Is it good news for Alan Johnson backers?
What an amazing period for political news this is? Last night I went to bed just as the Telegraph’s expenses expose was breaking and I’m only now catching up – so apologies for not getting a specific thread up earlier. What’s really startling is that the paper is promising more, much more, to come and this will include other parties parties and backbenchers.
Will what’s revealed this morning be countered by what they have on senior Tories? We’ll have to wait.
As the paper notes: “..Many of the apparent abuses would have remained secret because crucial information is to be deleted from five yearsâ€™ worth of expenses receipts before they are published by Parliament in July. But uncensored copies of some receipts, that have been leaked to The Daily Telegraph, leave no doubt that many greedy MPs regard expenses as a perk to be exploited to the limit.”
Copies of some of those deleted documents are revealed.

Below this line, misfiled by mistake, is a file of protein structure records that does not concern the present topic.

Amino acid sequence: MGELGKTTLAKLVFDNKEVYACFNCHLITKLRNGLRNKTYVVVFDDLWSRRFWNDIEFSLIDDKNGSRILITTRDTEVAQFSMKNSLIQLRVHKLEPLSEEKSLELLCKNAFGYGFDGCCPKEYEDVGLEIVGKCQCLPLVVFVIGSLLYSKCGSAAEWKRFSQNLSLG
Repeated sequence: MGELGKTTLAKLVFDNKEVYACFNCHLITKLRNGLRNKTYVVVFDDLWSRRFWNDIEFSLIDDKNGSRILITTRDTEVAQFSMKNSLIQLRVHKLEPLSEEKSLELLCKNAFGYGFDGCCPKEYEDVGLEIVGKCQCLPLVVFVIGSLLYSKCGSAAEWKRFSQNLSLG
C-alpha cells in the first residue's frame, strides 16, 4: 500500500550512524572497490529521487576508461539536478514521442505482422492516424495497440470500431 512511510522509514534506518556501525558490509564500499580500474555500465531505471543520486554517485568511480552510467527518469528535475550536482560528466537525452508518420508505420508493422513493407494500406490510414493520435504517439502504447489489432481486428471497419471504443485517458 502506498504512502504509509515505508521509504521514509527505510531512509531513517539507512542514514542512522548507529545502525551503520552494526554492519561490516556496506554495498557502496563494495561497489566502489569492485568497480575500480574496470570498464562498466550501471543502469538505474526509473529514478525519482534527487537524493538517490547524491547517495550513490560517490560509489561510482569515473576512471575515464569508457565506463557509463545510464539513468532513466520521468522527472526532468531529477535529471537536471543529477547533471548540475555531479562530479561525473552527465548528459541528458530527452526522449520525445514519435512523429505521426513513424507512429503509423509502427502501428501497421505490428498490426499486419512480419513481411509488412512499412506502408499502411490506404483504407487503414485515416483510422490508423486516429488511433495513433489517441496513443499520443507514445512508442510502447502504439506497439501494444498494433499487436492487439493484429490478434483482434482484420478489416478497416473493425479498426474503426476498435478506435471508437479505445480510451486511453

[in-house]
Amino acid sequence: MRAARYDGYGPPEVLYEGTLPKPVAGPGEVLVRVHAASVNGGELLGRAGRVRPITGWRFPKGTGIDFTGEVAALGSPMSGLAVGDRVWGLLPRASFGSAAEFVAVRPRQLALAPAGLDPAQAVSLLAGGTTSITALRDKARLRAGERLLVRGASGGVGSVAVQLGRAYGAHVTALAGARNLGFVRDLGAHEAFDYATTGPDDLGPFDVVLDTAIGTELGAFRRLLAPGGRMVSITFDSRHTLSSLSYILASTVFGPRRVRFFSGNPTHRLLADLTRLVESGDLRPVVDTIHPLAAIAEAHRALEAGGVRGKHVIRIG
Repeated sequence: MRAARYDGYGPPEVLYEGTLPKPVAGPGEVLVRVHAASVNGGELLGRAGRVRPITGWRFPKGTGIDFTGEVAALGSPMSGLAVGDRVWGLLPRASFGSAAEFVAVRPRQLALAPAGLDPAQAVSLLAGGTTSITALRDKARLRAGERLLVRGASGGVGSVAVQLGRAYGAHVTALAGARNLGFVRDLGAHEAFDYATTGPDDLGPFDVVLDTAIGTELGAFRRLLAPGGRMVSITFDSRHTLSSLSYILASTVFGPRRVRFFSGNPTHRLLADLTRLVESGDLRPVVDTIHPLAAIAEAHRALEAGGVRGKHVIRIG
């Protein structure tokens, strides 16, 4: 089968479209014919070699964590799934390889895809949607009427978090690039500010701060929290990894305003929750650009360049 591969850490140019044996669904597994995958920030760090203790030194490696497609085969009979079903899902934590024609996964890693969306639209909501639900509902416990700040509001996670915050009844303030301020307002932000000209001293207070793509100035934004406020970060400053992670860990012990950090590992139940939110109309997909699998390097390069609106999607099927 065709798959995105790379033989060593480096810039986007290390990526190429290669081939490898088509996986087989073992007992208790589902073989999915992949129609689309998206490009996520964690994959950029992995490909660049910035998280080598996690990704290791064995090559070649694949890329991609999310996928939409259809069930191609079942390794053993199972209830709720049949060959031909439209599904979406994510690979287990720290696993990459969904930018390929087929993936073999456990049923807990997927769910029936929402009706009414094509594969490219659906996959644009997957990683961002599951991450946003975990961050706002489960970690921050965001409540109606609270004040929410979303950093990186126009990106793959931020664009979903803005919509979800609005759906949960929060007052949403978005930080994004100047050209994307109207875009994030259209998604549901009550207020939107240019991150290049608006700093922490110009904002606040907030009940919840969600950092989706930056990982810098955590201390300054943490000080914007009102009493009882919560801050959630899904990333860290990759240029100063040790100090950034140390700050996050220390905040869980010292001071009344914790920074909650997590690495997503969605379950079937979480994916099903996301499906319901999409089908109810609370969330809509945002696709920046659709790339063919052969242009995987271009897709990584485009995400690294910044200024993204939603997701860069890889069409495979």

It’s no wonder that Brown appeared desperate last week to bring in the daily attendance allowance for MPs and to do away with the second home expenses completely.
What this does to Brown’s retirement plans will no doubt become clear over the coming days and a lot may depend on revelations to come
The second high profile person to be named is Jack Straw – the man widely touted as a caretaker Labour leader should something untoward happen to his boss. According to the report he “.. received a 50 per cent discount on his council tax from his local authority but claimed the full amount. He discovered the â€œmistakeâ€ last summer within weeks of the High Court ordering that MPs release details of their expenses. He has repaid the money.”
Other prominent ministers to be featured in the report include Lord Mandelson, Hazel Blears, David Miliband and Alaistair Darling.
But those who’ve been betting on Alan Johnson to be next Labour leader will be relieved the Health Secretary only “… claimed for only his constituency home over the past four years. He also rented a modest property but claimed for food and some furniture.”
A sense of the further revelations can be found in Gordon Rayner’s report on the “tricks of the trade” here.